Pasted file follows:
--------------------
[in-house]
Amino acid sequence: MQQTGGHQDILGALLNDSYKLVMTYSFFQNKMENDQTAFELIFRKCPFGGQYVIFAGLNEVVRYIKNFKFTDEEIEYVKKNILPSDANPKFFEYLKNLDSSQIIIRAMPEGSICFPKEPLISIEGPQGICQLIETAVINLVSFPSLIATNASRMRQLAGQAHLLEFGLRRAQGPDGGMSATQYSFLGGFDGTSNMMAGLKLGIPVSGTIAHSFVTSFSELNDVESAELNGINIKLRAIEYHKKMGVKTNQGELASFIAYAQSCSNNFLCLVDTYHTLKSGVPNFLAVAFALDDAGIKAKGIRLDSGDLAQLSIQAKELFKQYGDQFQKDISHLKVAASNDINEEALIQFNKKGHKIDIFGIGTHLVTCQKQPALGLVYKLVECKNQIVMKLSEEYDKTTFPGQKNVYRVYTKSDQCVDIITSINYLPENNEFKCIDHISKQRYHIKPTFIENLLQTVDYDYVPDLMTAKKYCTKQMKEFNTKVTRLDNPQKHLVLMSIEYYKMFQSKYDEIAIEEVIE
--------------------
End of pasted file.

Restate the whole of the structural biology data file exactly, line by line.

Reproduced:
[in-house]
Amino acid sequence: MQQTGGHQDILGALLNDSYKLVMTYSFFQNKMENDQTAFELIFRKCPFGGQYVIFAGLNEVVRYIKNFKFTDEEIEYVKKNILPSDANPKFFEYLKNLDSSQIIIRAMPEGSICFPKEPLISIEGPQGICQLIETAVINLVSFPSLIATNASRMRQLAGQAHLLEFGLRRAQGPDGGMSATQYSFLGGFDGTSNMMAGLKLGIPVSGTIAHSFVTSFSELNDVESAELNGINIKLRAIEYHKKMGVKTNQGELASFIAYAQSCSNNFLCLVDTYHTLKSGVPNFLAVAFALDDAGIKAKGIRLDSGDLAQLSIQAKELFKQYGDQFQKDISHLKVAASNDINEEALIQFNKKGHKIDIFGIGTHLVTCQKQPALGLVYKLVECKNQIVMKLSEEYDKTTFPGQKNVYRVYTKSDQCVDIITSINYLPENNEFKCIDHISKQRYHIKPTFIENLLQTVDYDYVPDLMTAKKYCTKQMKEFNTKVTRLDNPQKHLVLMSIEYYKMFQSKYDEIAIEEVIE